The Inverted Acetype Process

The inverted acetype process was spawned out of my experiments with the regular acetype process, and the conventional black and white reversal processing procedure.

To begin with, a black and white slide must be made using the standard development sequence which looks something like this:

Development,

Wash,

Bleach,

Wash,

Clear,

Wash,

Re-exposure,

Re-development,

Final wash.

Detailed instructions can be found on the Ilford pdf sheet found here.

The main difference, and the last remaining step, is to then paint the film chrome or silver, so that the slide becomes an image viewed by reflected light, as with a standard acetype, except that this time it is a silver positive with chrome (or whatever colour you choose to paint) highlights. In effect the inverted acetype process allows us to make positive images that are entirely made up of different shades of silver instead of black and grey.

As with an acetype, a relatively thin image is needed and can be achieved in a number of ways. The first is to overexpose the film by somewhere in the region of 4 to 6 stops. The image below was exposed in steps at 0.75 to 6 iso and developed normally, although at the time it was produced I was still making the same mistake of painting over the emulsion side, instead of behind it.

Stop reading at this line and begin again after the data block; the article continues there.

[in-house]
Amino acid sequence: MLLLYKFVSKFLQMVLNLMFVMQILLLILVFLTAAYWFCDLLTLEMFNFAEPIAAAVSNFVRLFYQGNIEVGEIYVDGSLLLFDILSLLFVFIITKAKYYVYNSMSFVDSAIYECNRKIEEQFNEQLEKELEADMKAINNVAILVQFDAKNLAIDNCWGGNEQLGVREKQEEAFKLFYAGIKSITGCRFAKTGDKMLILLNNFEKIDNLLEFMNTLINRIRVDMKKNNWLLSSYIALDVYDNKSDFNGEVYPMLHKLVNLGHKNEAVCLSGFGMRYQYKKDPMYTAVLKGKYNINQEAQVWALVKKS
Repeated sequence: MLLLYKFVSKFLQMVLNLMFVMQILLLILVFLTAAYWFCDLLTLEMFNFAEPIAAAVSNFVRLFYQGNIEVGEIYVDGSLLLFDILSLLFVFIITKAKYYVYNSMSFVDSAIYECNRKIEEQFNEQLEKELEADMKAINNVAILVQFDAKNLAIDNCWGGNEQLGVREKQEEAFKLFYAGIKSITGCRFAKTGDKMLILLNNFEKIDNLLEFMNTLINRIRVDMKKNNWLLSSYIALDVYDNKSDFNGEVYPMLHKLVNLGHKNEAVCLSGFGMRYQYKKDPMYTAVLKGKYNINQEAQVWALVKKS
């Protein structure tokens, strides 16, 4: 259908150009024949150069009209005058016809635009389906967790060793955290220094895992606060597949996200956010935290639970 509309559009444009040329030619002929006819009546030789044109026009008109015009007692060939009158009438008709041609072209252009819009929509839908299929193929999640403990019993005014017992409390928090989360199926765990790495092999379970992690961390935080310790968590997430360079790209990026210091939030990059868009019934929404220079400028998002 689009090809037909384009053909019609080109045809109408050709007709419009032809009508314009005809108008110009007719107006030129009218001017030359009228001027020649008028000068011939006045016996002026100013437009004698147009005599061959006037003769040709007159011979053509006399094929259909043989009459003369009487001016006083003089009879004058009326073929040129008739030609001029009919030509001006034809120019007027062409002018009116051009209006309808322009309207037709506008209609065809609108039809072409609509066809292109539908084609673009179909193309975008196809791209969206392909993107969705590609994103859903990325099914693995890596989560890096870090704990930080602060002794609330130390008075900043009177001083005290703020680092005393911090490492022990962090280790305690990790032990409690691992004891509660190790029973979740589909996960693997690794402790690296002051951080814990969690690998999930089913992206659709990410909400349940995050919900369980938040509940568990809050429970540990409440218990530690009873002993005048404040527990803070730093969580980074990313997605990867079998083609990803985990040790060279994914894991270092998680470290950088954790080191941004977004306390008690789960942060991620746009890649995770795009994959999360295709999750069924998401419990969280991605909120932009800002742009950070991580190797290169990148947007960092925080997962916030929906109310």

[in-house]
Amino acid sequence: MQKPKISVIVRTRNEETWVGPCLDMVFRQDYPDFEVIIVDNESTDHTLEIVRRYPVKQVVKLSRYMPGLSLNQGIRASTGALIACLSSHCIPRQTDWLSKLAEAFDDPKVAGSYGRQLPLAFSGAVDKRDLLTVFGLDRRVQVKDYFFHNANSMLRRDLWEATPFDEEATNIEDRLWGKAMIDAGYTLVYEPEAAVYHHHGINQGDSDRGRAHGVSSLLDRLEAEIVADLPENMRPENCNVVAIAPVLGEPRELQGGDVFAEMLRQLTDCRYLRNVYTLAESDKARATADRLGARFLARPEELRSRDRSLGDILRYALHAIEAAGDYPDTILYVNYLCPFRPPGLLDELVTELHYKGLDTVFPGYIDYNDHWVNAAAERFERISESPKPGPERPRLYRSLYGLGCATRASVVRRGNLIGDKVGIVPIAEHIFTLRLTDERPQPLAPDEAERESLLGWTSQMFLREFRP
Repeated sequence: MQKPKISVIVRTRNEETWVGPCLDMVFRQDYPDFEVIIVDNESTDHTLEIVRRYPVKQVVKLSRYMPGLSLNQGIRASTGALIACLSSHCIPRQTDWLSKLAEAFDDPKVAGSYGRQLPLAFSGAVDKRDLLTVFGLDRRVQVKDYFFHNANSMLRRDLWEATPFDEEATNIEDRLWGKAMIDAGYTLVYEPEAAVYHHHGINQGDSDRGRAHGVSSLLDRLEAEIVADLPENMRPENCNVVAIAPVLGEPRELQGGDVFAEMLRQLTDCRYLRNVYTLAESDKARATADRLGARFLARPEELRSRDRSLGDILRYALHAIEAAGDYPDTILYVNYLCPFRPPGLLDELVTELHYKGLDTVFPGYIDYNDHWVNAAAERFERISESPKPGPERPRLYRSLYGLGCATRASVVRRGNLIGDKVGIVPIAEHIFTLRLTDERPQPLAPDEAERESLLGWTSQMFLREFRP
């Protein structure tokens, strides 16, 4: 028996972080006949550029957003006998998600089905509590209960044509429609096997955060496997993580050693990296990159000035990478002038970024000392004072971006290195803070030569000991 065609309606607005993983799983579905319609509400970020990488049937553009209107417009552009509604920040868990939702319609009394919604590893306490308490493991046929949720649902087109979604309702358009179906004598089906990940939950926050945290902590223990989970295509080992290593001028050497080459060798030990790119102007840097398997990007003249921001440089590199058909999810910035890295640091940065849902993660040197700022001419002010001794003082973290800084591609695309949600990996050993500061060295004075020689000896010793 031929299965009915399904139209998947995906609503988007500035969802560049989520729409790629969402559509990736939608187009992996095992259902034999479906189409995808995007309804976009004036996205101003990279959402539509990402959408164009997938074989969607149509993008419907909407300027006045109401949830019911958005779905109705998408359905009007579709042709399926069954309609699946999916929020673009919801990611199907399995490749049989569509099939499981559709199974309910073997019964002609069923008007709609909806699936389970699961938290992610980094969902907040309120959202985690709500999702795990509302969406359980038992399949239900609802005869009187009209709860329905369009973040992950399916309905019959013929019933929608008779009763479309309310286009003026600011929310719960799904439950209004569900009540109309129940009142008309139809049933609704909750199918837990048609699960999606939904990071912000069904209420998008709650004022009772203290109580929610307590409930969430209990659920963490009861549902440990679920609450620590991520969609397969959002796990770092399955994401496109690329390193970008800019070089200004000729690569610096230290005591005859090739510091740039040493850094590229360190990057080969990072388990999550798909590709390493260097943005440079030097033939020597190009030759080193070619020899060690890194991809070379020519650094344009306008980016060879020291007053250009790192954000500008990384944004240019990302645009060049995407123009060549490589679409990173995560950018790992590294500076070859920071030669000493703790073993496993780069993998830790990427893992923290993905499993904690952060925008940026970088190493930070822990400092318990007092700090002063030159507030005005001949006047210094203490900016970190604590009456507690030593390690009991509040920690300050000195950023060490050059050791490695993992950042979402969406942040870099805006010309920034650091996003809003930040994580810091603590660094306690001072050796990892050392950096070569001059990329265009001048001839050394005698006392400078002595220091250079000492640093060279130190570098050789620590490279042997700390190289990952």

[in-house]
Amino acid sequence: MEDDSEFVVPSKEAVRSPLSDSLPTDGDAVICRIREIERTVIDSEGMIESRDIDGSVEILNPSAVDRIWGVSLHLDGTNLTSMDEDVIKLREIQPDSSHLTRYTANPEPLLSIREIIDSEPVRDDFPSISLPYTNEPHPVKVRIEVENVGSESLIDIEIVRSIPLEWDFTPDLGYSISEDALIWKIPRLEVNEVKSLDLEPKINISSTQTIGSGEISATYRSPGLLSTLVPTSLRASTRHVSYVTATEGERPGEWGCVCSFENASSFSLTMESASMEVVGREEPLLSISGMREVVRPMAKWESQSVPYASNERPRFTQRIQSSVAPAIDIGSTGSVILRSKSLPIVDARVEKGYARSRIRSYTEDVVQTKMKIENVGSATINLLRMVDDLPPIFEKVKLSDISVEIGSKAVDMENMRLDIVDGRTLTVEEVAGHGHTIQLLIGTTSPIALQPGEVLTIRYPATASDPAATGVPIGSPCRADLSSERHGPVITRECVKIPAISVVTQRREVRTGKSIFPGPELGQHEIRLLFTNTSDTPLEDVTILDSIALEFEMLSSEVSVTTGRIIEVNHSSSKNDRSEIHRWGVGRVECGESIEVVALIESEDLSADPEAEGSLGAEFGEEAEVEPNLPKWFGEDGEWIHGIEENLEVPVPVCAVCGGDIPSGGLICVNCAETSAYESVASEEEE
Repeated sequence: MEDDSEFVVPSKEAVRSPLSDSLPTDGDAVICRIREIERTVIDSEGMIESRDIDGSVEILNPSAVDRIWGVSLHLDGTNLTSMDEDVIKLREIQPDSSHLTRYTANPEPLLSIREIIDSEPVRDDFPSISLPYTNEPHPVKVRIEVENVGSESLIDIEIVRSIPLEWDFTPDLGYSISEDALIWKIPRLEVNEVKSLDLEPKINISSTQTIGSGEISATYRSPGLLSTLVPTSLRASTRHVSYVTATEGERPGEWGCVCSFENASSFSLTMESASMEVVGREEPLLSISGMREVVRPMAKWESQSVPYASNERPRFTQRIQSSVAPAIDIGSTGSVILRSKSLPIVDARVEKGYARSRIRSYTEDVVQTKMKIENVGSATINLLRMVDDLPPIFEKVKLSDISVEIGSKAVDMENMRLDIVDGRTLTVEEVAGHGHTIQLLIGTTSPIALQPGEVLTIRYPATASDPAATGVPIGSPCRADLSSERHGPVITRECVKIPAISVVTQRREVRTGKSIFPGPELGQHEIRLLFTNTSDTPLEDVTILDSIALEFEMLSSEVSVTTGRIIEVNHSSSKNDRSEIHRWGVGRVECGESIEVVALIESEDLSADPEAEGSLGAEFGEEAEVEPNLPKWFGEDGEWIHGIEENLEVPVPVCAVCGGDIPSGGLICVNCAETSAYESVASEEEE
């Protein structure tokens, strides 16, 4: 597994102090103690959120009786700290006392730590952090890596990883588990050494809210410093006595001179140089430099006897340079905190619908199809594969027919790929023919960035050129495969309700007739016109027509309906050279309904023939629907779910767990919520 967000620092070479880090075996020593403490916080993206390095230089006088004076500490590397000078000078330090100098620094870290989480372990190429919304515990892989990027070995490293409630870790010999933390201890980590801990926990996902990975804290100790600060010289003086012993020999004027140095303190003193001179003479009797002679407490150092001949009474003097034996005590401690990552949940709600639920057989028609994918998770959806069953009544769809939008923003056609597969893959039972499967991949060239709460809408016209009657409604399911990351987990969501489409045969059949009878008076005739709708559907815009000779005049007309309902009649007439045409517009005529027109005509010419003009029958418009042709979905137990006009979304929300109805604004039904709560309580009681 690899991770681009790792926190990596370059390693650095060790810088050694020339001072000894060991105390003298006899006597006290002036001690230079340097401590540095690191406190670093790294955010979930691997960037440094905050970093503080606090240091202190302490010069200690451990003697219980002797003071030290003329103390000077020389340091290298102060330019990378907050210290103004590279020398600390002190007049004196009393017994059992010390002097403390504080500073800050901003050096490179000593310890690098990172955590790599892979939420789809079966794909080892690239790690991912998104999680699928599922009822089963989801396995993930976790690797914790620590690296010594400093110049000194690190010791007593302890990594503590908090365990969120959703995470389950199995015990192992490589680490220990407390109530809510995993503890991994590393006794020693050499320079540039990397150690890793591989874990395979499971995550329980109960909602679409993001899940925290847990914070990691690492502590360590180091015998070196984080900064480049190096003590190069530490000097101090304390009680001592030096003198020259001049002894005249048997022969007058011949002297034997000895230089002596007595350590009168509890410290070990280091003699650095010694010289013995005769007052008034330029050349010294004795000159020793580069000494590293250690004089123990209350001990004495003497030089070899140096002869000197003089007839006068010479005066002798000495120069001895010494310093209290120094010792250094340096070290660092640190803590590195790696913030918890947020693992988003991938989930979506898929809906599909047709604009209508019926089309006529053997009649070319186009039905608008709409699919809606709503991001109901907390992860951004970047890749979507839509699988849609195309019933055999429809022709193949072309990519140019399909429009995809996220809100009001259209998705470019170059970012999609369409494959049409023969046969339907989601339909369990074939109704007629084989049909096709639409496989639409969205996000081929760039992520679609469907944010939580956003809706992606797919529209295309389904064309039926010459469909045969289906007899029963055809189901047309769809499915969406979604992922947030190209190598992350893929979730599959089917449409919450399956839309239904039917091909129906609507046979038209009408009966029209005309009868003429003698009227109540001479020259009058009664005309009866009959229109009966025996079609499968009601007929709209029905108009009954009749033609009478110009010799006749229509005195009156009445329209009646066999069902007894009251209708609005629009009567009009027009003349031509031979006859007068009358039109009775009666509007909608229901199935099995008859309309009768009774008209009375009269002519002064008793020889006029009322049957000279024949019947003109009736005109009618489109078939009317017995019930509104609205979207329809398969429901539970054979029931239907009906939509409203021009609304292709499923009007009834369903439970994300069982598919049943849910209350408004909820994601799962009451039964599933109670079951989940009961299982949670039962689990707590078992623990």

Reverse Acetype Test - 0.75 - 6 iso [HC110B 6 mins] After Painting small
Inverted Acetype iso test – 0.75 to 6

The problem with overexposing so much is that contrast is greatly reduced, which may not actually be a problem at all depending on how you want your photos to look.

The second method is to expose and develop normally at first, but to carry out the second development by inspection, preferably in a more dilute solution, so that the density can be periodically examined and development stopped before the image becomes too dark.

The third method is to re-bleach the positive after carrying out the entire reversal process, using a dilute bleach that acts very slowly on the remaining silver. Passing the film back and fourth between the bleach and a water bath for inspection should also help minimise loss of density in the darker areas. Each method will produce different results, so it is important to test to see what it right for you in terms of convenience and aesthetic. Combinations of some or even all of the above are possible.

Reverse Acetype 01 - Chrome small
Inverted Acetype on Fomapan 100 film, exposed and developed normally, then re-bleached and painted chrome over the emulsion side.